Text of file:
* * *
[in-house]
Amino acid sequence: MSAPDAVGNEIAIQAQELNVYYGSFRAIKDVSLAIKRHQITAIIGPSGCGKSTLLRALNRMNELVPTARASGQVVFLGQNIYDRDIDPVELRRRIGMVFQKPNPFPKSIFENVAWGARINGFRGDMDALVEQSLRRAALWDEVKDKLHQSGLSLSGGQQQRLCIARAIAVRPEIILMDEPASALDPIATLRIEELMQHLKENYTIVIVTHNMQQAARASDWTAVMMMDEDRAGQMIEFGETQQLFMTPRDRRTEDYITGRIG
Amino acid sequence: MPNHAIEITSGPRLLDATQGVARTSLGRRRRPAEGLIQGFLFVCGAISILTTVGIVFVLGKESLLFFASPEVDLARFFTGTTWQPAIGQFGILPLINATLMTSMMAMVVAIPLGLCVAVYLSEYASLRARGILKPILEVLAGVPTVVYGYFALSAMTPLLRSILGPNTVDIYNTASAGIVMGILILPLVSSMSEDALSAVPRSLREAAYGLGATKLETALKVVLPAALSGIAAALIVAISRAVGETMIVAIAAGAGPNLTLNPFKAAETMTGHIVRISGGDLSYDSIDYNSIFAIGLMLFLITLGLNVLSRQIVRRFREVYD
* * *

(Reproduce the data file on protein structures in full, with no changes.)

[in-house]
Amino acid sequence: MSAPDAVGNEIAIQAQELNVYYGSFRAIKDVSLAIKRHQITAIIGPSGCGKSTLLRALNRMNELVPTARASGQVVFLGQNIYDRDIDPVELRRRIGMVFQKPNPFPKSIFENVAWGARINGFRGDMDALVEQSLRRAALWDEVKDKLHQSGLSLSGGQQQRLCIARAIAVRPEIILMDEPASALDPIATLRIEELMQHLKENYTIVIVTHNMQQAARASDWTAVMMMDEDRAGQMIEFGETQQLFMTPRDRRTEDYITGRIG
Amino acid sequence: MPNHAIEITSGPRLLDATQGVARTSLGRRRRPAEGLIQGFLFVCGAISILTTVGIVFVLGKESLLFFASPEVDLARFFTGTTWQPAIGQFGILPLINATLMTSMMAMVVAIPLGLCVAVYLSEYASLRARGILKPILEVLAGVPTVVYGYFALSAMTPLLRSILGPNTVDIYNTASAGIVMGILILPLVSSMSEDALSAVPRSLREAAYGLGATKLETALKVVLPAALSGIAAALIVAISRAVGETMIVAIAAGAGPNLTLNPFKAAETMTGHIVRISGGDLSYDSIDYNSIFAIGLMLFLITLGLNVLSRQIVRRFREVYD